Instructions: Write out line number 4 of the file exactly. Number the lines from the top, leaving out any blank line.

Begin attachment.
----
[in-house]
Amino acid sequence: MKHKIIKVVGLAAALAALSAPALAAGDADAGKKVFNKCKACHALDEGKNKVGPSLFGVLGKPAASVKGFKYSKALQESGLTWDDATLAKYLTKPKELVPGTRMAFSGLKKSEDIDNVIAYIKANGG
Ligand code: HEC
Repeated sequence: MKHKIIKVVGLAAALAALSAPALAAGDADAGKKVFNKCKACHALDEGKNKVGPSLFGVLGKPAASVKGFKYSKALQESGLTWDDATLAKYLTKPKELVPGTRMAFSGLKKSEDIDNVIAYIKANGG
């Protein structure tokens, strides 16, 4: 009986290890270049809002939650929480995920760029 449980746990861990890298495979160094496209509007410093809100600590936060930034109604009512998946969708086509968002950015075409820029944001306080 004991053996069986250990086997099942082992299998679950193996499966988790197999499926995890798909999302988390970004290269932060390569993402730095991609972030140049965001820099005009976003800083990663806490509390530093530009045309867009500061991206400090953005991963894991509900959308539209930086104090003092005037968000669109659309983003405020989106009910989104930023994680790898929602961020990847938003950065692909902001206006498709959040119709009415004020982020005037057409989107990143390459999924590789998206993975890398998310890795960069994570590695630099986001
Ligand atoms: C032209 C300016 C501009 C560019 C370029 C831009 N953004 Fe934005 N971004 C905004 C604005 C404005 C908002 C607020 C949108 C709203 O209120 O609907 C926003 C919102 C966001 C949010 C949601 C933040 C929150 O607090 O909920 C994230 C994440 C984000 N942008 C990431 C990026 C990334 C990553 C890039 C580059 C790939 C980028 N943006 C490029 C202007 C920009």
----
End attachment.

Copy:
Repeated sequence: MKHKIIKVVGLAAALAALSAPALAAGDADAGKKVFNKCKACHALDEGKNKVGPSLFGVLGKPAASVKGFKYSKALQESGLTWDDATLAKYLTKPKELVPGTRMAFSGLKKSEDIDNVIAYIKANGG